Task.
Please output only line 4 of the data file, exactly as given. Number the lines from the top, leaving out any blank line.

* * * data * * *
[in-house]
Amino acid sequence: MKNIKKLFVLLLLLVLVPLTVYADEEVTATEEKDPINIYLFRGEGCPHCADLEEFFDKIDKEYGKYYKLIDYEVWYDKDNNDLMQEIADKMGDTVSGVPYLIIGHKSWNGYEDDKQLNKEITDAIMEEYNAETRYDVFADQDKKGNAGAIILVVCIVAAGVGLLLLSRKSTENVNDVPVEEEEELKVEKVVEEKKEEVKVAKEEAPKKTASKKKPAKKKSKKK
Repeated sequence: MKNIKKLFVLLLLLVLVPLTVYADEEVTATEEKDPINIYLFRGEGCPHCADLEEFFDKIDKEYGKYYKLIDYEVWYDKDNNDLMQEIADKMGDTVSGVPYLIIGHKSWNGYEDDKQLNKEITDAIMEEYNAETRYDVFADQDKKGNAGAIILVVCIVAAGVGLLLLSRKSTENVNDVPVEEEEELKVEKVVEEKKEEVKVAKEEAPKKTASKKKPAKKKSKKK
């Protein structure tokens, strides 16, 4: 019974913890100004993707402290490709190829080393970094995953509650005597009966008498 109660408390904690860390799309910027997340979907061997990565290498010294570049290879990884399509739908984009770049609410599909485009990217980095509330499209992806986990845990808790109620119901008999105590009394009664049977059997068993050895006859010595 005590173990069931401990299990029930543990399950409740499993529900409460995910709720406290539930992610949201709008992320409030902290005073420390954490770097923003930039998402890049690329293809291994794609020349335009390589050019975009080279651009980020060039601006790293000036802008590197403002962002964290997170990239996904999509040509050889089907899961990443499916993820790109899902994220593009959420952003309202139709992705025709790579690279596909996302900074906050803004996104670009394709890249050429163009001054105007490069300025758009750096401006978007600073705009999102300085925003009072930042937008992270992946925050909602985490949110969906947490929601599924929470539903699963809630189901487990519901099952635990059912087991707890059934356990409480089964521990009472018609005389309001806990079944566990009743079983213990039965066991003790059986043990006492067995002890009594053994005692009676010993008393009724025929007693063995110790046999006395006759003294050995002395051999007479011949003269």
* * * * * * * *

């Protein structure tokens, strides 16, 4: 019974913890100004993707402290490709190829080393970094995953509650005597009966008498 109660408390904690860390799309910027997340979907061997990565290498010294570049290879990884399509739908984009770049609410599909485009990217980095509330499209992806986990845990808790109620119901008999105590009394009664049977059997068993050895006859010595 005590173990069931401990299990029930543990399950409740499993529900409460995910709720406290539930992610949201709008992320409030902290005073420390954490770097923003930039998402890049690329293809291994794609020349335009390589050019975009080279651009980020060039601006790293000036802008590197403002962002964290997170990239996904999509040509050889089907899961990443499916993820790109899902994220593009959420952003309202139709992705025709790579690279596909996302900074906050803004996104670009394709890249050429163009001054105007490069300025758009750096401006978007600073705009999102300085925003009072930042937008992270992946925050909602985490949110969906947490929601599924929470539903699963809630189901487990519901099952635990059912087991707890059934356990409480089964521990009472018609005389309001806990079944566990009743079983213990039965066991003790059986043990006492067995002890009594053994005692009676010993008393009724025929007693063995110790046999006395006759003294050995002395051999007479011949003269």